Becoming a Learning Experience Designer at Virti: Ben’s story
Despite being one of the newest members of the Virti team, Ben has confidently settled into his role as Learning Experience Designer (LXD). On a summer London morning, we caught up for a chat about his first impressions of company life, his career journey so far, and what it’s really like to work remotely as a Virti LXD. Read on to find out what he told us…
Let’s get started with a topic that lots of people are curious about; how has your career path led you to this role?
Well, like most of the Virti team, my career path hasn’t quite been linear! I actually studied Business and Law at University College Dublin (UCD), then worked as a Management Consultant for Accenture in Ireland. I really didn’t know much about VR tech at this point - certainly I wouldn’t have predicted that I’d be working in the sector just a few years later!
Keen to pursue further study in a field I was really passionate about, I enrolled in a Masters of Cyberpsychology at the University of Wolverhampton. After graduating last autumn, I worked for a VR Learning and Development start-up as a Cyber Psychologist before I heard about Virti and applied for this LXD role.
Cyberpsychology? That wasn’t on the curriculum when we were at school… Tell us more!
Cyberpsychology is a really new, really exciting field of study. There are currently only a handful of universities offering courses in this subject, although the field is expanding so quickly.
Essentially, cyberpsychology is the study of the interaction between people, technology and the digital world. This encompasses everything from social media and gaming to the application of virtual reality and AI to improve human skills, attitudes, and behaviours. If you are interested in those topics, then I could not recommend the University of Wolverhampton more. Their masters course is fascinating.
So what was it that first sparked your interest in the application of Virtual Reality for learning?
During my masters I learnt a lot about how we, as humans with massively complex brains, interact with VR. I found this really intriguing, especially since there’s so much scope for innovation in this space. Because I was so keen to explore further, I ended up doing my dissertation project on how VR could be used to teach people about climate change and influence their stance on the importance of environmental conservation.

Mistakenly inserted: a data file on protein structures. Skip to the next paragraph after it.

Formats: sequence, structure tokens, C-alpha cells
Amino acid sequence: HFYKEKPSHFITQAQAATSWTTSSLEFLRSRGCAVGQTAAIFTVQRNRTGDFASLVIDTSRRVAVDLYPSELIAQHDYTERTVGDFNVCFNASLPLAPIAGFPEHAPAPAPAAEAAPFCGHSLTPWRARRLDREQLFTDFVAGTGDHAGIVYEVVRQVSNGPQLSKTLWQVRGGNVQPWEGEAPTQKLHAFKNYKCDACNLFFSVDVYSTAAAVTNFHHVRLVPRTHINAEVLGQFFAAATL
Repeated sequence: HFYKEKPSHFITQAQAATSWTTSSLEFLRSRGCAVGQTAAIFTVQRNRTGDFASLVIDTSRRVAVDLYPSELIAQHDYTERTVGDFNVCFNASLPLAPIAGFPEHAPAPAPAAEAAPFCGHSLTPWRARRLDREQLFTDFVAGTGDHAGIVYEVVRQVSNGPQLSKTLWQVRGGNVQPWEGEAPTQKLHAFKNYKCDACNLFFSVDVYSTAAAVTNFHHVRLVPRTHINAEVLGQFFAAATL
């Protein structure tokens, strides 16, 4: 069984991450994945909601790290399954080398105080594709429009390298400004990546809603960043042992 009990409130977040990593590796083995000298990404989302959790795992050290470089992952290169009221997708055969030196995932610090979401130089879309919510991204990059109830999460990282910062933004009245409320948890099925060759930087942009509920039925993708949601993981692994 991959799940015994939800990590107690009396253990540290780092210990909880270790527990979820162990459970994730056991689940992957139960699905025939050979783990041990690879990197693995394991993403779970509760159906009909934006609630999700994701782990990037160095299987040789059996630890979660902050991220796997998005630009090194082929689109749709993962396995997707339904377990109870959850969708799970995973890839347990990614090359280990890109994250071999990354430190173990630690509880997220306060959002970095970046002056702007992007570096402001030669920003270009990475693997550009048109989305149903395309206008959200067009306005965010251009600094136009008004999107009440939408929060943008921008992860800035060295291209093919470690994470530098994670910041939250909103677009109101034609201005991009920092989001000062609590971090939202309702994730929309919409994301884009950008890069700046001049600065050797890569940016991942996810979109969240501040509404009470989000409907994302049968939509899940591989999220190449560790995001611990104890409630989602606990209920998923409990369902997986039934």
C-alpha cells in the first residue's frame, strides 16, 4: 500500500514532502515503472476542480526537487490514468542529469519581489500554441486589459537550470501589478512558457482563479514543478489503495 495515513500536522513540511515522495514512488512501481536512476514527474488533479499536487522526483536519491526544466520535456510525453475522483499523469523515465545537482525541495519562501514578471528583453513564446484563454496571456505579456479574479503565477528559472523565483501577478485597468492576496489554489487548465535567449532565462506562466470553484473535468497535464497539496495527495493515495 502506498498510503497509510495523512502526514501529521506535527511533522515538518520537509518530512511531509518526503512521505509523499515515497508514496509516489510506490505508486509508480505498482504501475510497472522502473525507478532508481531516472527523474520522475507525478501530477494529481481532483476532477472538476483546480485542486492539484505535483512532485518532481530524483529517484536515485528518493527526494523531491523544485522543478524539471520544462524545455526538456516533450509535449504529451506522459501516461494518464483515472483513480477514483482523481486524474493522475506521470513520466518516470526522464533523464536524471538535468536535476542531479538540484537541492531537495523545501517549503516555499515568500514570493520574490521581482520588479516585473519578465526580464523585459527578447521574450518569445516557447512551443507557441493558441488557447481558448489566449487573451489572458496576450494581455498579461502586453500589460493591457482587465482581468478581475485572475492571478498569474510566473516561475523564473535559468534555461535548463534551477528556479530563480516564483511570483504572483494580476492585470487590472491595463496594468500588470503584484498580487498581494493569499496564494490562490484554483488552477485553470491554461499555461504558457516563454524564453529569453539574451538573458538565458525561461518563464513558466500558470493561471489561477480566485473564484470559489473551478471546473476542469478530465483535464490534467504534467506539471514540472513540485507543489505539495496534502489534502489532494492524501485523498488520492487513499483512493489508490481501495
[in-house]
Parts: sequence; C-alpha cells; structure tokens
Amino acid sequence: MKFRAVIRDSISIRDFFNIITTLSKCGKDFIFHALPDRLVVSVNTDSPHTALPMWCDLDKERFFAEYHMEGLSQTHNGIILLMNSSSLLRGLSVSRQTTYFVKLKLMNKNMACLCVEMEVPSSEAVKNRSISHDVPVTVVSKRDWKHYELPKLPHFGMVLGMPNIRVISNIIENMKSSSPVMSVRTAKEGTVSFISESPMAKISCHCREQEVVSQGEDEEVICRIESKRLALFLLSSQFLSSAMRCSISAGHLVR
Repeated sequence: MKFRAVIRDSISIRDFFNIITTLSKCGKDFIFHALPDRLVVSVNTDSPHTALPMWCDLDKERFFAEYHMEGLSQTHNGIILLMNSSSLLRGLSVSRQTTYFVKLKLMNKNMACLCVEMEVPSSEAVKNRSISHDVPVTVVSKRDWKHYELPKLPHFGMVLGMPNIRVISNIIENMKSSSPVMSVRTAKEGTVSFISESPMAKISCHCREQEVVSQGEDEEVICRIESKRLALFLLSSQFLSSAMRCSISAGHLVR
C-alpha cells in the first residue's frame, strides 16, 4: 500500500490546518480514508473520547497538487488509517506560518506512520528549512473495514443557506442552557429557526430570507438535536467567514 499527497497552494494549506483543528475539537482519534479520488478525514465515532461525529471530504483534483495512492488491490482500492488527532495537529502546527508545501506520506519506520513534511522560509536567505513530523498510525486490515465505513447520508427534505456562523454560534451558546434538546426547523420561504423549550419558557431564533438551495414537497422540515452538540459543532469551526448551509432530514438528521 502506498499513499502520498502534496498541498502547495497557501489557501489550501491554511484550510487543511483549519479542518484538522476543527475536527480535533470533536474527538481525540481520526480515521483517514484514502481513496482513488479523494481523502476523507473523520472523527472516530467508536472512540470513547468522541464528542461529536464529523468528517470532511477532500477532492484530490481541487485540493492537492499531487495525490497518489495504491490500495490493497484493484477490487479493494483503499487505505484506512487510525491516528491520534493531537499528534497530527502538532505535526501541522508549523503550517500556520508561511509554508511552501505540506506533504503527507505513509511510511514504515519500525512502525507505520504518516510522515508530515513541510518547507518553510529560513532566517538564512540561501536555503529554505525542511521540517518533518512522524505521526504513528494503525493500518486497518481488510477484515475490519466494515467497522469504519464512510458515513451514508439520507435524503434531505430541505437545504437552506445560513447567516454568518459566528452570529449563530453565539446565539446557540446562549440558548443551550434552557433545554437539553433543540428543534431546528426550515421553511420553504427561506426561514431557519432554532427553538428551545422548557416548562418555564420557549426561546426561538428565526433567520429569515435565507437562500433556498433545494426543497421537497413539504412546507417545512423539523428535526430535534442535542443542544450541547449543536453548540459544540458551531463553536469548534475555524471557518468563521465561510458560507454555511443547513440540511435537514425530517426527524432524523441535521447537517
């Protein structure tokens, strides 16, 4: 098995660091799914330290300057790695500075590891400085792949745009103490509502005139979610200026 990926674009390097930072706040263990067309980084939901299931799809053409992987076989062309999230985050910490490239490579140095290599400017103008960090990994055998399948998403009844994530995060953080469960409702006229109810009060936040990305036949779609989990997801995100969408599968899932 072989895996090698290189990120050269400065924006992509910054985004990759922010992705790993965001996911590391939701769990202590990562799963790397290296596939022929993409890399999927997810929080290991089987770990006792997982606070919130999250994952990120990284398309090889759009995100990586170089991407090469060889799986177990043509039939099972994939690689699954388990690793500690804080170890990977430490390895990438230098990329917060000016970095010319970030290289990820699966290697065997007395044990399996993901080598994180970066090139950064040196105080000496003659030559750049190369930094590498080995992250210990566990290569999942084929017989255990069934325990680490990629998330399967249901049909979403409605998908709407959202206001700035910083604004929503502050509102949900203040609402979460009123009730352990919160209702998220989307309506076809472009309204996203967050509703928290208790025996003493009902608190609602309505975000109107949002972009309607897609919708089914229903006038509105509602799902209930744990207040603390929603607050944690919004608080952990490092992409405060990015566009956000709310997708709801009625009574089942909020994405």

As part of my project, volunteers experienced ‘life from the perspective of a tree’ - from seedling to maturity and then ultimately human destruction - and it was incredible to see how impactful the technology was as an educational tool. It is an area I would love to explore further down the line.
As my course drew to an end, I knew that I wanted to keep working in the field of immersive learning. This was when I first became aware of Virti as leaders in the VR/AR training space, and as pioneers in a field I wanted to be part of.
Well, now you’ve been a part of the team for a month - what have your first impressions been?
I actually can’t believe it’s only been a month! I’m working remotely in London at the moment, but I’ve already virtually ‘met’ the whole team and worked on some exciting projects with UK and US-based customers.
Right from day one, it’s been clear that Virti is a place where everyone is trusted and empowered to work autonomously. I was apprehensive about taking on so much responsibility so quickly, but I soon realised that this approach means that we can operate dynamically, innovate quickly, and really focus on delivering solutions to our customers.
However, this way of working doesn’t take away from the fact that there’s a very cohesive feel to the team. We’re extremely geographically dispersed and are operating across several time-zones, but our internal communication is just so incredibly smooth that I honestly can’t say that working remotely has been a challenge at all. The senior managers are great at reaching out to offer support and guidance when necessary, and I think this is going to help me to progress very quickly in the role.
As a Learning Experience Designer, what exactly does your role involve?
In a nutshell, my job is to find ways to create better learning experiences for Virti’s users. I’m using my knowledge of how humans interact and learn in mobile and VR to improve the experience of using Virti for educators and for learners.
On a day-to-day basis, my role involves designing ways to give more control to our users, to make the learning content more engaging, and to make it easier for learners to access the data that shows how they’re improving over time.
Over the past month, I’ve had the opportunity to work on three different projects; I’ve been looking at how we can refine the learning experiences to make the objectives clear and create a more holistic learning journey.
And, in your opinion, what makes the Virti approach unique?
Everything we do at Virti is geared towards improving our offering and delivering added value to our customers. Our approach is not to try and solve every problem with one particular type of technology but rather to ensure we are using the right technology at the right times that is suited to each learner. We want to work with our customers to design the right training solution for their particular needs.
The learner is very much kept at the centre of everything we do. This gives a clear focus to our collective efforts - it’s actually rare to find a company in the tech space that puts as much emphasis on human development, rather than just throwing glitzy technology at people - as a Cyber Psychologist, this is refreshing to see. I’d say that’s the core of what makes the Virti approach unique.